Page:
Much as cocaine and crack are often conflated in the popular memory of the Len Bias overdose, crack is more frequently linked with Strawberry and Gooden because of their poor, urban upbringings. The linkages between the underclass, a purported “culture of poverty,” and crack litter most tellings of both men’s careers. Even Strawberry’s wife found herself condemned in a broader culture war that targeted black women for purportedly alienating and emasculating Black men. Jeff Pearlman writes of Lisa Strawberry with little self-awareness, revealing deeper cultural myths and beliefs about folks like Darryl and Lisa that went to Crenshaw High School. Pearlman writes that Lisa rubbed many of her husband’s teammates the wrong way because she was not the “typical ballplayer wife–a petite, large-breasted, dumb-as-a-shoe platinum blonde trophy.” Instead Lisa, per Pearlman, embodied every ugly stereotype of the period: “Lisa was big, hard, and loud.” Pearlman also noted her “bossy” nature in public, speaking to her husband in terms that were “downright demeaning.” Pearlman goes on to chronicle the verbal and physical abuse between the young couple while smoothing the likely jagged edges of other teammates personal relationships, including Hernandez. Perhaps most damning, Pearlman writes that the “yelling and pushing” between the two newlyweds was, “fit for Jerry Springer.”
Baseball’s most talented drug addict today is not met with scorn, but most often, with sympathy or pity. Josh Hamilton’s drug trajectory from painkillers following a minor league injury to poly-drug abuse is well chronicled. Each time Hamilton slips up though, we treat the transgression with compassion, seeking to understand his disease and his attempts to cope. Moreover, Hamilton’s character is rarely, if ever, questioned. Somehow his drug use is separate from his persona, it fails to define him as a man for many. We yawn when Wes Welker tests positive for MDMA, but ring our hands and punish aggressively when football players in the same league, but of a different color, relapse with alcohol or marijuana (see Justin Blackmon and Josh Gordon). We laugh when Tony Larussa is picked up for falling asleep behind the wheel after a night of drinking. We celebrate the quasi-functional alcoholic success of golfer John Daly.
The condemnation of black athletes for drug abuse escalated dramatically in 1986, most prominently in the NBA. While no NBA players were suspended or banned for drug abuse between 1966 and 1986, the onset of the Crack Era brought an onslaught of scapegoats and punishments as the league attempted to rehabilitate and corporatize their image by punishing players that used, and later, adding marijuana to the banned substances list. The league also instituted a new dress code to target urban streetwear on the backs of players like Allen Iverson. Almost overnight, it seemed, the NBA was full of drug abusers they needed to kick out, in some cases permanently. That the NBA took to “permanent bans”–mostly in name–speaks to the hyperbole of the period with respect to the Drug War. In 1986 John Drew of the Hawks and Jazz was banned permanently for repeated violations of the league’s substance abuse policy. Former New York Knick and New Jersey Net Michael Ray Richardson was also “banned permanently” in 1986 for repeated violations but was reinstated, after the election cycle, in 1988. Teammates Lewis Lloyd and Mitchell Wiggins–father of now star Andrew Wiggins–both faced permanent bans for cocaine use before being reinstated in 1989. Similar stories followed in Chris Washburn, Roy Tarpley and Richard Dumas. Notable in the stories of Tarpley and Dumas are the creeping restrictions placed upon players deemed “character concerns.” Mirroring the broader Drug War, the NBA too instituted a “three strikes policy.” Both Tarpley and Dumas were ultimately banned because of specific clauses in their contracts regarding alcohol, a licit substance. To be clear, neither men were using or impaired on the job. Nonetheless, they were denied the right to practice their professions for life.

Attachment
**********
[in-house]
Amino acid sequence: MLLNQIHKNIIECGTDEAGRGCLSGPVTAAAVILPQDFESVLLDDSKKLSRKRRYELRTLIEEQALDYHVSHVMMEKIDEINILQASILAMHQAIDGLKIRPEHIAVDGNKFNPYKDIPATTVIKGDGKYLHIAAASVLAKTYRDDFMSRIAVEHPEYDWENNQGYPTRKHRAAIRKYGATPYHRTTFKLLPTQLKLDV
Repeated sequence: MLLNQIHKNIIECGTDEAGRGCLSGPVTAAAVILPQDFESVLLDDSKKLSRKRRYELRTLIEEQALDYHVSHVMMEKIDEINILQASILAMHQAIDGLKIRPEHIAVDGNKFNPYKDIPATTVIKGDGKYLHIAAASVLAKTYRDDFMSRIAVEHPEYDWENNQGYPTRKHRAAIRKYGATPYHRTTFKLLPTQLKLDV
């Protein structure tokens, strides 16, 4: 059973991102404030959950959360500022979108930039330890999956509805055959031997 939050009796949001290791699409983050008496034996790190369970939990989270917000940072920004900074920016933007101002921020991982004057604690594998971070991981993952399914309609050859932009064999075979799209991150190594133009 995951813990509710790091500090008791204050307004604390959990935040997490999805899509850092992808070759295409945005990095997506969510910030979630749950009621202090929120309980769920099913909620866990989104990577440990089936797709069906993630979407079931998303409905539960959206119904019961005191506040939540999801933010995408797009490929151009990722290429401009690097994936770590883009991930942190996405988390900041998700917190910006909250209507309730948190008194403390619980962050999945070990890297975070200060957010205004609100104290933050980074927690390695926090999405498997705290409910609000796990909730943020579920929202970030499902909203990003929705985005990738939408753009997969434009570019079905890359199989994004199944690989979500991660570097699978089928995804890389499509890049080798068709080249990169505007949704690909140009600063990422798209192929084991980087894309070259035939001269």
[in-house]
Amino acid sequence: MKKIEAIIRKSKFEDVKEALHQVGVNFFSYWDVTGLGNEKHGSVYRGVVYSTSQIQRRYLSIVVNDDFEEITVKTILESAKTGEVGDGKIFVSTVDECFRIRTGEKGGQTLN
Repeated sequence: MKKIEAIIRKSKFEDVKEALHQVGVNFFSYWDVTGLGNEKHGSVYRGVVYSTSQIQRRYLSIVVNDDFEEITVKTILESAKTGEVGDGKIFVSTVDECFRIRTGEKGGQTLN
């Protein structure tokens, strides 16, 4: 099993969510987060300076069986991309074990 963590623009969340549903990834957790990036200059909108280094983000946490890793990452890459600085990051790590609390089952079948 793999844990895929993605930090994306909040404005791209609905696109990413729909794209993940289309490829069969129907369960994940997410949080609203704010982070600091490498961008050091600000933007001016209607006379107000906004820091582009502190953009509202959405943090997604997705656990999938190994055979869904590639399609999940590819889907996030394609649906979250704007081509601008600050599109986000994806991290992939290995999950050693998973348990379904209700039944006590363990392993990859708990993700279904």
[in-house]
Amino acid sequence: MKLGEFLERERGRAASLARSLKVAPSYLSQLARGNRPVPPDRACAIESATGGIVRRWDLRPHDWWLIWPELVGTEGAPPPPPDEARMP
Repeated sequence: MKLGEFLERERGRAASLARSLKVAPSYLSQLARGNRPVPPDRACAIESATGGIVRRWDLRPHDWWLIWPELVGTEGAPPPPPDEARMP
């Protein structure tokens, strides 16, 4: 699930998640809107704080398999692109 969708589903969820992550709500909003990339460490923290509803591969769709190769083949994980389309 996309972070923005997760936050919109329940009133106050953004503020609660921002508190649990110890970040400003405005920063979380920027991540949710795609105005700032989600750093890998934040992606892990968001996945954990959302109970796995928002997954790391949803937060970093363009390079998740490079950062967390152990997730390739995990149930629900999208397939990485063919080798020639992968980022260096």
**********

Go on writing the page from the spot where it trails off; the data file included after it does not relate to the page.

Unpacking this dynamic, Dr. Richard Lapchick, Director of the Institute for Diversity and Ethics in Sports at the University of Central Florida explains: ““It’s not that there’s a higher percentage of African American athletes who are crossing the lines than White players, but the media have created two perceptions—that athletes in general are more inclined to be violent against women and use drugs, and that Black athletes are more inclined to do both. And neither is true.” Lapchick says he gets called regularly by media outlets when athletes are arrested. He notices a consistent, indisputable pattern: “If a sexual assault involves a hockey or baseball player, the questions generally revolve around the player. When it involves a basketball or football player, they ask, ‘what is it about African Americans?’” Dr. Boyce Watkins of Syracuse University asks a more productive question: Why does the media often fail to cover Black athletes modeling positive Black behavior?